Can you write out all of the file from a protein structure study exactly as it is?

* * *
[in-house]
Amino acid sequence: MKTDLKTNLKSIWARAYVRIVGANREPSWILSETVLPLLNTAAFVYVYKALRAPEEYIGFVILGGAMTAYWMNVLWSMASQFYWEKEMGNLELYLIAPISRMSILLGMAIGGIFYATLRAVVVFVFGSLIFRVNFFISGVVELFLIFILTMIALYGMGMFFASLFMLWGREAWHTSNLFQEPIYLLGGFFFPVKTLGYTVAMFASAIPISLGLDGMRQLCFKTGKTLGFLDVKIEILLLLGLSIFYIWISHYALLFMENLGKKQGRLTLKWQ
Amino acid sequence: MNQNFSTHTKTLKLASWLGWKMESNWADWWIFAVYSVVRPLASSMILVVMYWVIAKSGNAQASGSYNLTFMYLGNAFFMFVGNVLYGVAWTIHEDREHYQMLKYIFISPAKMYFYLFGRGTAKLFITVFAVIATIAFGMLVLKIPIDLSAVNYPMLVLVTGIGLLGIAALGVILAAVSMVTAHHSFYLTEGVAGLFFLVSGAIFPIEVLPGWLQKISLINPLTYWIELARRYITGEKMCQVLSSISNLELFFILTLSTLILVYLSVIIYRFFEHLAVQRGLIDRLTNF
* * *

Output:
[in-house]
Amino acid sequence: MKTDLKTNLKSIWARAYVRIVGANREPSWILSETVLPLLNTAAFVYVYKALRAPEEYIGFVILGGAMTAYWMNVLWSMASQFYWEKEMGNLELYLIAPISRMSILLGMAIGGIFYATLRAVVVFVFGSLIFRVNFFISGVVELFLIFILTMIALYGMGMFFASLFMLWGREAWHTSNLFQEPIYLLGGFFFPVKTLGYTVAMFASAIPISLGLDGMRQLCFKTGKTLGFLDVKIEILLLLGLSIFYIWISHYALLFMENLGKKQGRLTLKWQ
Amino acid sequence: MNQNFSTHTKTLKLASWLGWKMESNWADWWIFAVYSVVRPLASSMILVVMYWVIAKSGNAQASGSYNLTFMYLGNAFFMFVGNVLYGVAWTIHEDREHYQMLKYIFISPAKMYFYLFGRGTAKLFITVFAVIATIAFGMLVLKIPIDLSAVNYPMLVLVTGIGLLGIAALGVILAAVSMVTAHHSFYLTEGVAGLFFLVSGAIFPIEVLPGWLQKISLINPLTYWIELARRYITGEKMCQVLSSISNLELFFILTLSTLILVYLSVIIYRFFEHLAVQRGLIDRLTNF